by Dr Jurie Vermeulen

This Easter, during Holy Week, I read again the events of Jesus’ last week on earth, from his arrival in Jerusalem to the Resurrection and Ascension. What came into focus was the reality of the spiritual war that was constantly raging in the background – in fact, it functioned as spiritual decor or cosmic context for the Easter events. For example, we read: “The evening meal was in progress, and the devil had already prompted Judas, the son of Simon Iscariot, to betray Jesus … As soon as Judas took the bread, Satan entered into him. So Jesus told him, ‘What you are about to do, do quickly’” (John 13:2, 27 NIV).

In John’s version of events, Satan was the unholy instigator of Judas’s betrayal to the Jews; it was not only motivated by the human jealousy and fear of religious and political authorities. But the events of the Cross are not only to be ascribed to Satan’s “inspiration”. After all, we know that the prophet Isaiah saw and described in great detail the crucifixion of the suffering Servant 700 years before that Easter: “But he was pierced for our transgressions, he was crushed for our iniquities; the punishment that brought us peace was on him, and by his wounds we are healed … the LORD has laid on him the iniquity of us all. He was oppressed and afflicted, yet he did not open his mouth; he was led like a lamb to the slaughter, and as a sheep before its shearers is silent, so he did not open his mouth” (Isaiah 53:5-7 NIV).

Several New Testament passages also describe the result of Jesus’ crucifixion and resurrection in martial terms: “The reason the Son of God appeared was to destroy the devil’s work … You, dear children, are from God and have overcome them, because the one who is in you is greater than the one who is in the world … We know that anyone born of God does not continue to sin; the One who was born of God keeps them safe, and the evil one cannot harm them. We know that we are children of God, and that the whole world is under the control of the evil one” (1 John 3:8, 4:4, 5:18-19 NIV).

So, what does all this mean for those of us who belong to Christ and form part of His church and His kingdom on earth?

Firstly, in the abovementioned passage John makes it very clear that Jesus already fought and won this cosmic spiritual battle 2,000 years ago! Satan is a defeated foe, sin has lost its sting, and soon Death will face its own death.

The second truth we see here is that this defeated foe continues, despite Jesus’ victory, to work relentlessly to prevent as many people as possible from living in Christ’s triumph. Consequently, they offer no resistance, and in many cases, they remain totally unaware of the role we are meant to play in this cosmic war. It reminds me of this scripture: “These are the nations the LORD left to test all those Israelites who had not experienced any of the wars in Canaan (he did this only to teach warfare to the descendants of the Israelites who had not had previous battle experience) …” (Judges 3:1-2 NIV).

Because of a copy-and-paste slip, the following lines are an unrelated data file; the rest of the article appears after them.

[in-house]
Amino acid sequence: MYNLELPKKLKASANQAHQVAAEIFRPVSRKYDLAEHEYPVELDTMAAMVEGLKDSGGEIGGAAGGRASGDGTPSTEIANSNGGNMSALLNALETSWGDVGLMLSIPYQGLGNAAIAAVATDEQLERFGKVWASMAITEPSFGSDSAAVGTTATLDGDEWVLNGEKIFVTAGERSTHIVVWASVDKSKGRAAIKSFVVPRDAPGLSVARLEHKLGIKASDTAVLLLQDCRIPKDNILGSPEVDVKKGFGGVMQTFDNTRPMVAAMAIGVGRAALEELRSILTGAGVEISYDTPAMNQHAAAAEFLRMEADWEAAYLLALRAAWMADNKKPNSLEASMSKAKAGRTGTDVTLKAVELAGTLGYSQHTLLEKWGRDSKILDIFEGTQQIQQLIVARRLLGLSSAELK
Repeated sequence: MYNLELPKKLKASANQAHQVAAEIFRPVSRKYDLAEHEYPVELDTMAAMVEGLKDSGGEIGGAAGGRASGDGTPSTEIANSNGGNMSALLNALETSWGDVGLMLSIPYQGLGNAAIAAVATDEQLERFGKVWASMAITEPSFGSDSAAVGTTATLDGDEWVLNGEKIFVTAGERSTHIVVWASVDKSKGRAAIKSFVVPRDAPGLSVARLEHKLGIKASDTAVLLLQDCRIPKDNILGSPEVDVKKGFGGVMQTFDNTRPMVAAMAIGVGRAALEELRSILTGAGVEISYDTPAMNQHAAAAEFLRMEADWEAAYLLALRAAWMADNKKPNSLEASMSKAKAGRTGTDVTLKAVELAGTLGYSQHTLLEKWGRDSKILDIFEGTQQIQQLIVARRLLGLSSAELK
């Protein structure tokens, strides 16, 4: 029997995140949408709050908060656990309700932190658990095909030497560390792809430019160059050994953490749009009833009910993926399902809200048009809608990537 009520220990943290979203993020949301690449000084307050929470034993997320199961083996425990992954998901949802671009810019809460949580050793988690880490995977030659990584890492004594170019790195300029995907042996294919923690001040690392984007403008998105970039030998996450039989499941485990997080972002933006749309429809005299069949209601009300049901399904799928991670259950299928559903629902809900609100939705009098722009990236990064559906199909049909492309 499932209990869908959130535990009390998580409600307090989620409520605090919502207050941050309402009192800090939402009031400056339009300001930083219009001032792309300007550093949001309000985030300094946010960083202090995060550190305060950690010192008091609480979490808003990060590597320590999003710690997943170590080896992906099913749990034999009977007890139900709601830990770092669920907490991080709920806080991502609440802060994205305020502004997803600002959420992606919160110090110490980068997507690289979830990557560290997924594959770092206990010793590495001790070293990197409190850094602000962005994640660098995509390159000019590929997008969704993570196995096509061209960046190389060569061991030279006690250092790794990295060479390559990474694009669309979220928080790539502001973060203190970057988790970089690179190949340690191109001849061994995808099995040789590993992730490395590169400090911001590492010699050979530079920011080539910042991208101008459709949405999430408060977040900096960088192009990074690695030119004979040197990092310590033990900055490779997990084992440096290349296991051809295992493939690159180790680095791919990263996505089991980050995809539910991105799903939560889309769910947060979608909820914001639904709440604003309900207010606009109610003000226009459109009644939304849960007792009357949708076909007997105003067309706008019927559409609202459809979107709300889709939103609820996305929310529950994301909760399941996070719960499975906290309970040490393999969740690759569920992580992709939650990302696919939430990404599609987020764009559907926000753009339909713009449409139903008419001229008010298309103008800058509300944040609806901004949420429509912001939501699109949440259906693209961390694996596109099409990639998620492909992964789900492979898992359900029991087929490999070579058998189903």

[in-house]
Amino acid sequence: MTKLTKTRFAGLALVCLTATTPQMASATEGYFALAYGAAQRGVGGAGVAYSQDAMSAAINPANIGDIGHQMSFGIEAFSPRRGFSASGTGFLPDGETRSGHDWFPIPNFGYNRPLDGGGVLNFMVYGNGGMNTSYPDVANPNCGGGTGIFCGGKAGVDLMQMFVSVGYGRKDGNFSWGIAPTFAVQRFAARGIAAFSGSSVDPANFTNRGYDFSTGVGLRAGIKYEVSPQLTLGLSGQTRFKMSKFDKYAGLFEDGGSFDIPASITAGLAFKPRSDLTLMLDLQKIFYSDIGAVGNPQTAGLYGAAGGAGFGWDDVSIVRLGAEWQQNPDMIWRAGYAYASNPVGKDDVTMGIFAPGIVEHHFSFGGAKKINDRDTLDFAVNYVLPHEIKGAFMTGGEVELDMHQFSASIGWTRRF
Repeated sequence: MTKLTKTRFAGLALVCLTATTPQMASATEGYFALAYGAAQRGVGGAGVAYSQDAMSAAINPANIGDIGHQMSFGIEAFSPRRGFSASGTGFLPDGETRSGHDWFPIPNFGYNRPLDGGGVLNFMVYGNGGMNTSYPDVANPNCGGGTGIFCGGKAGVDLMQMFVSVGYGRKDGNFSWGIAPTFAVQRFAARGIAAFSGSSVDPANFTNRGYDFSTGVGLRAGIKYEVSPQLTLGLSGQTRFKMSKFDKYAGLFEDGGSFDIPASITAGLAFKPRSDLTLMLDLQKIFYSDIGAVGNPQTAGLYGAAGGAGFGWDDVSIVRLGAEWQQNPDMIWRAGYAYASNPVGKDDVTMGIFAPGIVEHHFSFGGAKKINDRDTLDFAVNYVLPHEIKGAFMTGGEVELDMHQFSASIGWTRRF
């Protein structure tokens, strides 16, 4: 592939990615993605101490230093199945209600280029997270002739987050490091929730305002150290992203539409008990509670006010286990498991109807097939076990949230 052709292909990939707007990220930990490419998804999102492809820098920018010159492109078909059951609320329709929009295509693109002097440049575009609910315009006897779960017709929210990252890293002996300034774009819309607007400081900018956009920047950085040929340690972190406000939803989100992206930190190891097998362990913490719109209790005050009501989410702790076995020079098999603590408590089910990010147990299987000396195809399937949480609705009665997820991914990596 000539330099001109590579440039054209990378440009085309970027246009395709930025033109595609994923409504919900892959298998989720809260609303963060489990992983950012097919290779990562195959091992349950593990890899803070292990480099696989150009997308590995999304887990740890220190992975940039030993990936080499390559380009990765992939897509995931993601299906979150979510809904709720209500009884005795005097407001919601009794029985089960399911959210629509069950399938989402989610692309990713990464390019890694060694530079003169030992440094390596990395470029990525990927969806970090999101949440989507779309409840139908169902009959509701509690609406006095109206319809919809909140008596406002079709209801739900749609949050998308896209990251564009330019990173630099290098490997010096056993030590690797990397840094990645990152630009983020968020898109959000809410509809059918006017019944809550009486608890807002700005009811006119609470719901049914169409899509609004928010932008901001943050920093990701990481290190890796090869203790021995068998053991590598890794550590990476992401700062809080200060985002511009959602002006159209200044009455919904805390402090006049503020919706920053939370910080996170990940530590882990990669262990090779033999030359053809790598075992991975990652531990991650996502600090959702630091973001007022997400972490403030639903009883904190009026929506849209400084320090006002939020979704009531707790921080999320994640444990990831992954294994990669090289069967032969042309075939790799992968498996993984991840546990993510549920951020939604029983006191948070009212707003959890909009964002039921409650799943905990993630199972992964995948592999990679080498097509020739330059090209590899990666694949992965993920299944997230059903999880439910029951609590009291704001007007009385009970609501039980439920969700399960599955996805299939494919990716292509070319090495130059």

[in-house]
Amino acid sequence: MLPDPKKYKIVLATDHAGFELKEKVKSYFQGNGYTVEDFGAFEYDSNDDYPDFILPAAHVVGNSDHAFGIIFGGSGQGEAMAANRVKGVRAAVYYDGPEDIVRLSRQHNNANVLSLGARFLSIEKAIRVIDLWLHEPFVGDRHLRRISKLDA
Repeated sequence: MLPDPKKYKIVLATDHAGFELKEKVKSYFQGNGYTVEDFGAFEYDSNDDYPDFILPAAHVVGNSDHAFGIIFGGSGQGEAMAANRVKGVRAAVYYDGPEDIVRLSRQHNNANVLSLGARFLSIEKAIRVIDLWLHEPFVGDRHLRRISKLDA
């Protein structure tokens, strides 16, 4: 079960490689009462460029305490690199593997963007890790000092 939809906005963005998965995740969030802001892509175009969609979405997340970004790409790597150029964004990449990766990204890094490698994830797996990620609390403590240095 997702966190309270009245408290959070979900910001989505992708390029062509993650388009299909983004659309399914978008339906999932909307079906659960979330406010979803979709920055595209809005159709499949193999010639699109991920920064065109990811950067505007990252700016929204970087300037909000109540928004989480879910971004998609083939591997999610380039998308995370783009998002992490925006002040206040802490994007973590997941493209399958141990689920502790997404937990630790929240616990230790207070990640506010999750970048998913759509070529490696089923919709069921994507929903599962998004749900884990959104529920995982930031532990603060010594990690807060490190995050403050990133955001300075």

Each of us can do incalculable damage to Satan’s kingdom through our prayers, love, testimony, and positive influence in the world; therefore, we sometimes endure a lot of persecution on different levels, from physical persecution to emotional and psychological struggles. And as I mentioned already, we do not need to fight the war all over again – Jesus settled the outcome long ago. No, our fight merely requires of us to enforce Jesus’ victory, and even that is frequently too much for us.

Generally speaking, Western Christianity has probably become too used to material and spiritual prosperity and comfort to face the rigours of war! In his book, Those Who Remain, Michael Hopf writes, “Hard times create strong men, strong men create good times, good times create weak men, and weak men create hard times.” I want to complete the cycle by adding: “…and hard times create strong men (again).”

“Fight the good fight of the faith”!

Paul has a lot to say about our battle. Apart from his exhortations to Timothy, we are well-acquainted with his description of the armour of God: “Put on the full armor of God, so that you can take your stand against the devil’s schemes. For our struggle is not against flesh and blood, but against the rulers, against the authorities, against the powers of this dark world and against the spiritual forces of evil in the heavenly realms. Therefore put on the full armor of God, so that when the day of evil comes, you may be able to stand your ground …” (Ephesians 6:11-13 NIV).

In this passage, Paul describes Satan’s battle forces. He also describes the psychological and cognitive dimensions of our fight – after all, 80% of our spiritual battles are fought for control of the human mind and soul: “The weapons we fight with are not the weapons of the world. On the contrary, they have divine power to demolish strongholds. We demolish arguments and every pretension that sets itself up against the knowledge of God, and we take captive every thought to make it obedient to Christ” (2 Corinthians 10:4-5 NIV).

Our battle can range from purely superficial social discrimination by family and friends on the one hand, to physical persecution and death on the other. But the most common battle we fight from day to day takes place in our thoughts and emotions. Never has the world been as full of fear, depression, confusion, meaninglessness, materialism, hate, and desperation as right now. And never has Jesus’ victory, as well as Paul’s exhortation to, “when the evil day comes … stand your ground”, been more relevant!

In the words of the philosopher Marcus Aurelius: “Waste no more time arguing what a good man should be. Be one.”

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